Hershey v. Laswell

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[Civ. No. 3113. Fourth Dist. March 7, 1944.]

FRED A. HERSHEY et al., Appellants, v. CORT LASWELL et al., Respondents.


Harvey, Johnston & Baker for Appellants.

Wagy & Hulsy for Respondents.



This is an appeal from a judgment in favor of defendants and cross-complainants for damages resulting from a motor vehicle collision which occurred in the city of Bakersfield on the evening of August 13, 1941.

The case was tried before the court without a jury and the findings absolved defendant Laswell from negligence and contributory negligence and found Fred A. Hershey guilty of negligence that proximately caused the accident. Plaintiffs attack these findings as being contrary to the evidence. This is the principal question presented here. It will require a brief summary of that portion of the evidence tending to support the findings and judgment, disregarding conflicting evidence supporting the position of plaintiffs, which is amply sufficient to support a judgment in their favor had this evidence been accepted as true by the trial court.

Union Avenue is a public street of the city of Bakersfield. [63 Cal. App. 2d 221] It is 56 feet wide and runs north and south. It has a paved portion 24 feet wide with a white line down its center. Between the east edge of the pavement and the curb there is a 29-foot oiled shoulder. There is a three-foot dirt shoulder west of the pavement. There is no curb on the west side of the avenue. Thirtieth Street intersects Union Avenue at right angles from the west and becomes Pacific Street to the east. There is a boulevard stop sign on Thirtieth Street about 17 feet west of the intersection. There is also a stop sign on Pacific Street.

Arvin Richardson was the owner of an old Ford winch truck which was being driven by Cort Laswell with the owner's consent at the time of the collision. Plaintiffs were husband and wife. Before the collision they were approaching the intersection from the south in an automobile driven by Fred A. Hershey.

Laswell testified that he approached the intersection from the west on Thirtieth Street; that the lights of the truck were burning; that he did not stop at the stop sign nor the westerly intersection line but near the west pavement line; that he looked and saw no vehicle approaching from the north; that he saw plaintiffs' car approaching from the south about a block and half away; that he believed he had sufficient time to make the crossing and proceeded into the intersection; that when his truck was across the east half of the pavement it was struck on the south side by plaintiffs' car. The force of the collision was considerable. This would support the conclusion that Mr. Hershey was driving faster than the 25 miles per hour which he admitted.

[1] Plaintiffs urge that this evidence demonstrates that Laswell was guilty of negligence as a matter of law, sufficient to bar his recovery, in failing to make the proper stop as required by section 577 of the Vehicle Code, and in violating section 552 of the same code by entering the intersection when plaintiff's car was approaching so closely on the through highway as to constitute an immediate hazard.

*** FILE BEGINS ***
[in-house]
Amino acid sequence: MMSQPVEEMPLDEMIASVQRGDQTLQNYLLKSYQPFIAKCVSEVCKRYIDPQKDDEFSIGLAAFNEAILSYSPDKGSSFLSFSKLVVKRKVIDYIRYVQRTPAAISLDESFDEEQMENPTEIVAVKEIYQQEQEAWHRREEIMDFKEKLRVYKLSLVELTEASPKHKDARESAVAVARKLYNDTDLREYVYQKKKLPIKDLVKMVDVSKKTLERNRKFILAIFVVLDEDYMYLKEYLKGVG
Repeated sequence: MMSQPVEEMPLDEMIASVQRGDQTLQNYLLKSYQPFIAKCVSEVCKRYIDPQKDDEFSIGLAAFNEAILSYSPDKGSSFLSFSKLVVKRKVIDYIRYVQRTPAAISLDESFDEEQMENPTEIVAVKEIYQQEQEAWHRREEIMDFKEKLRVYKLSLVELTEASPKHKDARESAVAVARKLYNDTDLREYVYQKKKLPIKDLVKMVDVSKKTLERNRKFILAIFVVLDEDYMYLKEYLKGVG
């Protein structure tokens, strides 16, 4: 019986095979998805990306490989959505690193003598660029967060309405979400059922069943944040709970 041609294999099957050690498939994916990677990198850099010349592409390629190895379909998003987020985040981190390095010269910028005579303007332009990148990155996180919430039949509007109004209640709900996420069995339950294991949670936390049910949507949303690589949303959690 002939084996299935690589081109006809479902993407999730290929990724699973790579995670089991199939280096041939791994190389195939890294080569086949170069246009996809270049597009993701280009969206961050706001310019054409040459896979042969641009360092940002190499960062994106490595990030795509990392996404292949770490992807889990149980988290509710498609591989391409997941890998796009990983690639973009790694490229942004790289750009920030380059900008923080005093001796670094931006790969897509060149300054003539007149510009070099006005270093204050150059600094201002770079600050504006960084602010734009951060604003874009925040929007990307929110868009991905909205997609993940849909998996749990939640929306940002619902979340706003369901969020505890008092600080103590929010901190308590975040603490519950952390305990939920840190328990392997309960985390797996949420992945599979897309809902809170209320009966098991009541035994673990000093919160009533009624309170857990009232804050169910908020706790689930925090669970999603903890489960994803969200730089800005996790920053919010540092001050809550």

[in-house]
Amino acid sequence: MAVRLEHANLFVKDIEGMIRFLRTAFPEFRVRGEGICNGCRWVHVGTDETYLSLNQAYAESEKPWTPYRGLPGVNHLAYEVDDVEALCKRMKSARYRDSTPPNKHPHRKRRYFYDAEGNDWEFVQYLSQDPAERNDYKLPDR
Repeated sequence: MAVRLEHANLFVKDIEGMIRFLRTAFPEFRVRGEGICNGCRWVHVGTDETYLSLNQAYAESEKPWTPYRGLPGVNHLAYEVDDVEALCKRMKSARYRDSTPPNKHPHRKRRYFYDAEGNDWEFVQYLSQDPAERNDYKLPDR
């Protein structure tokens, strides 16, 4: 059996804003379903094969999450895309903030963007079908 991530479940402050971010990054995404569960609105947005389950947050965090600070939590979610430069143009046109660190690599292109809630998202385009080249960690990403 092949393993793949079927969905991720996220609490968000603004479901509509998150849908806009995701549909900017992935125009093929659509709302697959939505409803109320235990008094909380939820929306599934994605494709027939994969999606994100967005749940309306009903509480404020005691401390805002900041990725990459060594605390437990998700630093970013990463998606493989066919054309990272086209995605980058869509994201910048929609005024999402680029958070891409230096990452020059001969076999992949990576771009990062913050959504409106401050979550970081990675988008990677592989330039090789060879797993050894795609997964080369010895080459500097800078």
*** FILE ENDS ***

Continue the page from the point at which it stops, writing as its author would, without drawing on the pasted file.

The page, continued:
It must be conceded that there was a technical violation of the Vehicle Code on the part of Laswell in failing to make boulevard stop in the exact place and manner required. However, he did stop, and whether this conduct was a proximate or a contributing cause of the accident was a question of fact for the trier of fact and is not one of law for this court under the facts before us. (Miller v. Cranston, 41 Cal. App. 2d 470 [63 Cal. App. 2d 222] [106 P.2d 963]; Ferguson v. Nakahara, 43 Cal. App. 2d 435 [110 P.2d 1091].)

[2] Whether or not Laswell was guilty of negligence or contributory negligence in entering and proceeding across the intersection when he did was also a question of fact and not one of law. The evidence concerning the distance of plaintiffs' car from the intersection when Laswell started to drive across it was conflicting. [3] The trial court adopted defendants' theory that plaintiffs' car was not close enough to constitute an immediate hazard and that implied finding is conclusive on appeal under such circumstances. (Dickinson v. Pacific Greyhound Lines, 55 Cal. App. 2d 824 [131 P.2d 401].)

[4] Plaintiffs argue that the lights on the truck were either not illuminated or were so poor as not to be visible. The evidence on that question is conflicting. The trial judge resolved that conflict against the plaintiffs which is conclusive here.

Plaintiffs urge that Laswell was under the influence of intoxicating liquor at the time of the accident. Again we must remark that the evidence on this question was conflicting and that we have nothing to do here with mere conflicts in the evidence.

It is next urged that Laswell so thoroughly impeached himself, chiefly in extra-judicial statements, that his evidence is unworthy of belief. [5] We must again point out as we have done many times before, that the credibility of a witness and the weight to be given his testimony is primarily a question addressed to the trier of fact. [6] The story told by Laswell while on the witness stand is not inherently improbable so we are bound by the conclusion of the trial judge on the weight to be given his evidence and his credibility as a witness. His extra-judicial statements merely created a conflict in the evidence which was resolved against plaintiffs in the trial court.

The judgment is affirmed.

Barnard, P. J., and Griffin, J., concurred.

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